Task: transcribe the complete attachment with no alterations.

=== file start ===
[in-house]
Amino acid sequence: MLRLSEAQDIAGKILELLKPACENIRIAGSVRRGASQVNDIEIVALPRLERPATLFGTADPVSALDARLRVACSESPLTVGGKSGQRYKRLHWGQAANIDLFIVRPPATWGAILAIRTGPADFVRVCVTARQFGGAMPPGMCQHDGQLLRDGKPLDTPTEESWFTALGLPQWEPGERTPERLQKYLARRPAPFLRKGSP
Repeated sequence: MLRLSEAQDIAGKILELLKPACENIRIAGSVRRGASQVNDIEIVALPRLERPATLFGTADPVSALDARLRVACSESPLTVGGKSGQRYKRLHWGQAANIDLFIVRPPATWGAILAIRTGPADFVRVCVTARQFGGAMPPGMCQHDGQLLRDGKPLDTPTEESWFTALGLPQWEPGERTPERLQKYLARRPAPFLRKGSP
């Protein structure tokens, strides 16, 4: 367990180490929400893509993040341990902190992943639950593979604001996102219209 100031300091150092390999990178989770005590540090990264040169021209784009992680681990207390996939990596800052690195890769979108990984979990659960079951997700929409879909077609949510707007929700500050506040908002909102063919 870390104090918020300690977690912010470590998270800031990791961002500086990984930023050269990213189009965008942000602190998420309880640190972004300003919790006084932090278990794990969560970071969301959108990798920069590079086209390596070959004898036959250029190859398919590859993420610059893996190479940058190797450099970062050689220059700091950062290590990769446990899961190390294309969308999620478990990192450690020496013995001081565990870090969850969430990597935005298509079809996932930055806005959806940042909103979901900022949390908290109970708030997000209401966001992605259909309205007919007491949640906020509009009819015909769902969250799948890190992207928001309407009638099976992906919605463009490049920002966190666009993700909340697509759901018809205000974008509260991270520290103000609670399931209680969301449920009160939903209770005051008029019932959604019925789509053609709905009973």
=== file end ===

[in-house]
Amino acid sequence: MLRLSEAQDIAGKILELLKPACENIRIAGSVRRGASQVNDIEIVALPRLERPATLFGTADPVSALDARLRVACSESPLTVGGKSGQRYKRLHWGQAANIDLFIVRPPATWGAILAIRTGPADFVRVCVTARQFGGAMPPGMCQHDGQLLRDGKPLDTPTEESWFTALGLPQWEPGERTPERLQKYLARRPAPFLRKGSP
Repeated sequence: MLRLSEAQDIAGKILELLKPACENIRIAGSVRRGASQVNDIEIVALPRLERPATLFGTADPVSALDARLRVACSESPLTVGGKSGQRYKRLHWGQAANIDLFIVRPPATWGAILAIRTGPADFVRVCVTARQFGGAMPPGMCQHDGQLLRDGKPLDTPTEESWFTALGLPQWEPGERTPERLQKYLARRPAPFLRKGSP
């Protein structure tokens, strides 16, 4: 367990180490929400893509993040341990902190992943639950593979604001996102219209 100031300091150092390999990178989770005590540090990264040169021209784009992680681990207390996939990596800052690195890769979108990984979990659960079951997700929409879909077609949510707007929700500050506040908002909102063919 870390104090918020300690977690912010470590998270800031990791961002500086990984930023050269990213189009965008942000602190998420309880640190972004300003919790006084932090278990794990969560970071969301959108990798920069590079086209390596070959004898036959250029190859398919590859993420610059893996190479940058190797450099970062050689220059700091950062290590990769446990899961190390294309969308999620478990990192450690020496013995001081565990870090969850969430990597935005298509079809996932930055806005959806940042909103979901900022949390908290109970708030997000209401966001992605259909309205007919007491949640906020509009009819015909769902969250799948890190992207928001309407009638099976992906919605463009490049920002966190666009993700909340697509759901018809205000974008509260991270520290103000609670399931209680969301449920009160939903209770005051008029019932959604019925789509053609709905009973």